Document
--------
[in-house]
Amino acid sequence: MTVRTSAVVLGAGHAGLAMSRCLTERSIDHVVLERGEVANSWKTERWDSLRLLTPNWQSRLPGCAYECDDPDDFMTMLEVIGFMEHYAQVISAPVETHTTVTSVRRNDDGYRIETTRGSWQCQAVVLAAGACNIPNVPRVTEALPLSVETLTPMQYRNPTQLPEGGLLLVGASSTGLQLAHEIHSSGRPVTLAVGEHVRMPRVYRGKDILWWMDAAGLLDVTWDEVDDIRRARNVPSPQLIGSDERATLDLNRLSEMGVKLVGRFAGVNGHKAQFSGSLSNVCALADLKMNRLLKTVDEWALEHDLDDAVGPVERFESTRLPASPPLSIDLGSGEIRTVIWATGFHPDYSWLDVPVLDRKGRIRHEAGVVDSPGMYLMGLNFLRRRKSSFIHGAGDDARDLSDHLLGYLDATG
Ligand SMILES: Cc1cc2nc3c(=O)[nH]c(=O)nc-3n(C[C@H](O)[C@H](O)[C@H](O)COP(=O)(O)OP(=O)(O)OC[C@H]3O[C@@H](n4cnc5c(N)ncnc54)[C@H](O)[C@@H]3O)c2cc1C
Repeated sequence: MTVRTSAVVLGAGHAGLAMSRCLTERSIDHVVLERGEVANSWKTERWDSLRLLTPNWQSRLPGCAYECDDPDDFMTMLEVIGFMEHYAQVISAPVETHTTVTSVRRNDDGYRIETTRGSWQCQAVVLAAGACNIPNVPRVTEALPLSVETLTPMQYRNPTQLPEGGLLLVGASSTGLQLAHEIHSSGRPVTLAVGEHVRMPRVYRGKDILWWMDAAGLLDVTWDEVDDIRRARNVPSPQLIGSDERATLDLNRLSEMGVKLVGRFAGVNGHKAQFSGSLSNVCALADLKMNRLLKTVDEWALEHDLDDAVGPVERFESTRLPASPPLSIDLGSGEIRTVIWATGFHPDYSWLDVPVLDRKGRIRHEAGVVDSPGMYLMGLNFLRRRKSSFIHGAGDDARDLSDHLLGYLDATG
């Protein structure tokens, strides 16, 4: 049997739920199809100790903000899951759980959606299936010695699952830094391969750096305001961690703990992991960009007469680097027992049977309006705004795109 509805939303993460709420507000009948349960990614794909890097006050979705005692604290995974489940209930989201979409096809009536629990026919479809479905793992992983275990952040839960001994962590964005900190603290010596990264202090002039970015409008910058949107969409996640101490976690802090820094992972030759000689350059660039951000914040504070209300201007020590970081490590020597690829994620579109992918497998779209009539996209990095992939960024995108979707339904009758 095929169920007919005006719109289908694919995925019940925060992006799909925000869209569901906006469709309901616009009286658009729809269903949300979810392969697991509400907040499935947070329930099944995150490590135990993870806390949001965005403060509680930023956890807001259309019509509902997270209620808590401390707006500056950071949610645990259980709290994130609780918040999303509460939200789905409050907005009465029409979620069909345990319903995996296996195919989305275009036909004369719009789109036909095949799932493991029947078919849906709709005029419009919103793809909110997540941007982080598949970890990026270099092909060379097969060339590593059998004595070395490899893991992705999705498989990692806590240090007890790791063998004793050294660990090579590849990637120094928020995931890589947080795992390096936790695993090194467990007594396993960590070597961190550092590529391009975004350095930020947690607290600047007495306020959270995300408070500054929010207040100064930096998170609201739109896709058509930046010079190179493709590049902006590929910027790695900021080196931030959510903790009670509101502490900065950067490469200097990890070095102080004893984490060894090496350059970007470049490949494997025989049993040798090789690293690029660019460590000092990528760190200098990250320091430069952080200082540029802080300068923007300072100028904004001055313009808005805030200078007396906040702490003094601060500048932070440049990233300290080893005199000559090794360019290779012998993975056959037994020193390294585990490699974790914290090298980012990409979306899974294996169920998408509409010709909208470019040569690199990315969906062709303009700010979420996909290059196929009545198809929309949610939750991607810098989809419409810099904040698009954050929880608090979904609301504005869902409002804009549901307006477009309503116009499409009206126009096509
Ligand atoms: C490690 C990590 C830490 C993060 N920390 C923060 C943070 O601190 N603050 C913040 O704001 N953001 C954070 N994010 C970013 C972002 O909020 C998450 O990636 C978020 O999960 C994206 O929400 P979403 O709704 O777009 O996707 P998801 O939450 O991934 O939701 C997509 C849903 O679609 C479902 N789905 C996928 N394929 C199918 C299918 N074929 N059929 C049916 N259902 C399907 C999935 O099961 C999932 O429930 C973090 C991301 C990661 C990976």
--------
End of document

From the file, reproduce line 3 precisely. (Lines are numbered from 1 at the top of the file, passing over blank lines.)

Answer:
Ligand SMILES: Cc1cc2nc3c(=O)[nH]c(=O)nc-3n(C[C@H](O)[C@H](O)[C@H](O)COP(=O)(O)OP(=O)(O)OC[C@H]3O[C@@H](n4cnc5c(N)ncnc54)[C@H](O)[C@@H]3O)c2cc1C